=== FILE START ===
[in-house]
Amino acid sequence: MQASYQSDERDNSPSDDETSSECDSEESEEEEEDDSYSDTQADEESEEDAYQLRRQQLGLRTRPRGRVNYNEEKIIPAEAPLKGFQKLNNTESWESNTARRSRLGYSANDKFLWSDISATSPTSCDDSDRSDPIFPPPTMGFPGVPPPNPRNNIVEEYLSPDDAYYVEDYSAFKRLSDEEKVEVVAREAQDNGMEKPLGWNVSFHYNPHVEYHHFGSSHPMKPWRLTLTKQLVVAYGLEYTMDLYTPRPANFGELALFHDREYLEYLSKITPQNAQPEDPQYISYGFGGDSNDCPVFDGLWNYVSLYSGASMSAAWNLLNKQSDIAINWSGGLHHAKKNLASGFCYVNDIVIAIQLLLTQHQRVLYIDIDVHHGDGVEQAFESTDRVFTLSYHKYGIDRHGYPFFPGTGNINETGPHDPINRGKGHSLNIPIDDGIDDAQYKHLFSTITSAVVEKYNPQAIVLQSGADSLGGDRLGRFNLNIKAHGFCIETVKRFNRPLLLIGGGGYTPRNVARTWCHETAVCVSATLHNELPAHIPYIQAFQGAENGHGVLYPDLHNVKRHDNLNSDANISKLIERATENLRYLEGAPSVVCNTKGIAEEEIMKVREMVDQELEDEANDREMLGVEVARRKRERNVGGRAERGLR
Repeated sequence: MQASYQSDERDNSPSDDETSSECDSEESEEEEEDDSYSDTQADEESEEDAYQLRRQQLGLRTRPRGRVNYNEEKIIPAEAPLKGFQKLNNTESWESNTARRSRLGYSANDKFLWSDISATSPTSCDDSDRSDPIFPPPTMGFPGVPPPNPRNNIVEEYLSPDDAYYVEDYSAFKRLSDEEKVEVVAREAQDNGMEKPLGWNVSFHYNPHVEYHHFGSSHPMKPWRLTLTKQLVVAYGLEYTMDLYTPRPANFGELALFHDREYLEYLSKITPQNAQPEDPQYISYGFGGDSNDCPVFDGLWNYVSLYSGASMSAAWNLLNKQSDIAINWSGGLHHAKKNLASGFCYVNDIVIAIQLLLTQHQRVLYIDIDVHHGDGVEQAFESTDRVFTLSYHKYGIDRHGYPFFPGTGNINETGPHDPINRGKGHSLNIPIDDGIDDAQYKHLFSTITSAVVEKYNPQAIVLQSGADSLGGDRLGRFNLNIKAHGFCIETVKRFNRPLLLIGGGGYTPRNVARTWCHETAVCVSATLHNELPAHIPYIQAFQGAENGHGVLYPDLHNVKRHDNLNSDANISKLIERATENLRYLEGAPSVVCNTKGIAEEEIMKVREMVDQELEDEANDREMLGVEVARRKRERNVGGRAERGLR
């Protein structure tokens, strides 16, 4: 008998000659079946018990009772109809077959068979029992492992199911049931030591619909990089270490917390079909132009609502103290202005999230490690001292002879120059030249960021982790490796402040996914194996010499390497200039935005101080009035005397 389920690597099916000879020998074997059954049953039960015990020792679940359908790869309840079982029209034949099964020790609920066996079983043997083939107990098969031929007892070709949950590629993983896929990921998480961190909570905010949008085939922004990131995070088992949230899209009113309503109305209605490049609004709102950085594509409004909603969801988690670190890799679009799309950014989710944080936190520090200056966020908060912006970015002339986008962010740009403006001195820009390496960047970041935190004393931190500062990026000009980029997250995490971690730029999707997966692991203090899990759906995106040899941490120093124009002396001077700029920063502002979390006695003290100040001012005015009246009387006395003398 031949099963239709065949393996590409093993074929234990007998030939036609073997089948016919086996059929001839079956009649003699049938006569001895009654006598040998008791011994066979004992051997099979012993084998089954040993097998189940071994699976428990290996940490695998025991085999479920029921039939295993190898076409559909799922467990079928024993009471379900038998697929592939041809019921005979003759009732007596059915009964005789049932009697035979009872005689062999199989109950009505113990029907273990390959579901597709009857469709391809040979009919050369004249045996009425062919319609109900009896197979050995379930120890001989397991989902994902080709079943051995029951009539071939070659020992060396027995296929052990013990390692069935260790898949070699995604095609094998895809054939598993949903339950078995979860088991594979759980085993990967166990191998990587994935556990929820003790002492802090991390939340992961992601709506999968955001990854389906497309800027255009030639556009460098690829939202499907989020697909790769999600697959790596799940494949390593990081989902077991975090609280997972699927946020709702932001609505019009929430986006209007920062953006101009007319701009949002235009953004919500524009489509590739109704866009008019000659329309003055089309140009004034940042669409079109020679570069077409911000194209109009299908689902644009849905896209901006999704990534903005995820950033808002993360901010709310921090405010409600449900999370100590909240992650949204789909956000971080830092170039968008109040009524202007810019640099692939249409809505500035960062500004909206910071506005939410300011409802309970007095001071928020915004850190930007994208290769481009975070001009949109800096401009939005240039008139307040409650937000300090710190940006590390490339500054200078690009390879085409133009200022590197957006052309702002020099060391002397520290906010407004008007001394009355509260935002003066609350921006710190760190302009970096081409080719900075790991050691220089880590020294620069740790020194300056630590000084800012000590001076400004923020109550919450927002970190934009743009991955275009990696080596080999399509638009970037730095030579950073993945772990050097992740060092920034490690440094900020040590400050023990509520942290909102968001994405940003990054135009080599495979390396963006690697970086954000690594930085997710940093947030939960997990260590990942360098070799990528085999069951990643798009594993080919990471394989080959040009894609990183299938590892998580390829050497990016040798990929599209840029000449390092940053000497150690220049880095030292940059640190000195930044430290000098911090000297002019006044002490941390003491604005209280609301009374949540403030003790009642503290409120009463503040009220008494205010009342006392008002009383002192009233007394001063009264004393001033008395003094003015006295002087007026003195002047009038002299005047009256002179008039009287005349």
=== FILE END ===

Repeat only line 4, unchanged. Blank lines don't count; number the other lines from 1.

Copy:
């Protein structure tokens, strides 16, 4: 008998000659079946018990009772109809077959068979029992492992199911049931030591619909990089270490917390079909132009609502103290202005999230490690001292002879120059030249960021982790490796402040996914194996010499390497200039935005101080009035005397 389920690597099916000879020998074997059954049953039960015990020792679940359908790869309840079982029209034949099964020790609920066996079983043997083939107990098969031929007892070709949950590629993983896929990921998480961190909570905010949008085939922004990131995070088992949230899209009113309503109305209605490049609004709102950085594509409004909603969801988690670190890799679009799309950014989710944080936190520090200056966020908060912006970015002339986008962010740009403006001195820009390496960047970041935190004393931190500062990026000009980029997250995490971690730029999707997966692991203090899990759906995106040899941490120093124009002396001077700029920063502002979390006695003290100040001012005015009246009387006395003398 031949099963239709065949393996590409093993074929234990007998030939036609073997089948016919086996059929001839079956009649003699049938006569001895009654006598040998008791011994066979004992051997099979012993084998089954040993097998189940071994699976428990290996940490695998025991085999479920029921039939295993190898076409559909799922467990079928024993009471379900038998697929592939041809019921005979003759009732007596059915009964005789049932009697035979009872005689062999199989109950009505113990029907273990390959579901597709009857469709391809040979009919050369004249045996009425062919319609109900009896197979050995379930120890001989397991989902994902080709079943051995029951009539071939070659020992060396027995296929052990013990390692069935260790898949070699995604095609094998895809054939598993949903339950078995979860088991594979759980085993990967166990191998990587994935556990929820003790002492802090991390939340992961992601709506999968955001990854389906497309800027255009030639556009460098690829939202499907989020697909790769999600697959790596799940494949390593990081989902077991975090609280997972699927946020709702932001609505019009929430986006209007920062953006101009007319701009949002235009953004919500524009489509590739109704866009008019000659329309003055089309140009004034940042669409079109020679570069077409911000194209109009299908689902644009849905896209901006999704990534903005995820950033808002993360901010709310921090405010409600449900999370100590909240992650949204789909956000971080830092170039968008109040009524202007810019640099692939249409809505500035960062500004909206910071506005939410300011409802309970007095001071928020915004850190930007994208290769481009975070001009949109800096401009939005240039008139307040409650937000300090710190940006590390490339500054200078690009390879085409133009200022590197957006052309702002020099060391002397520290906010407004008007001394009355509260935002003066609350921006710190760190302009970096081409080719900075790991050691220089880590020294620069740790020194300056630590000084800012000590001076400004923020109550919450927002970190934009743009991955275009990696080596080999399509638009970037730095030579950073993945772990050097992740060092920034490690440094900020040590400050023990509520942290909102968001994405940003990054135009080599495979390396963006690697970086954000690594930085997710940093947030939960997990260590990942360098070799990528085999069951990643798009594993080919990471394989080959040009894609990183299938590892998580390829050497990016040798990929599209840029000449390092940053000497150690220049880095030292940059640190000195930044430290000098911090000297002019006044002490941390003491604005209280609301009374949540403030003790009642503290409120009463503040009220008494205010009342006392008002009383002192009233007394001063009264004393001033008395003094003015006295002087007026003195002047009038002299005047009256002179008039009287005349």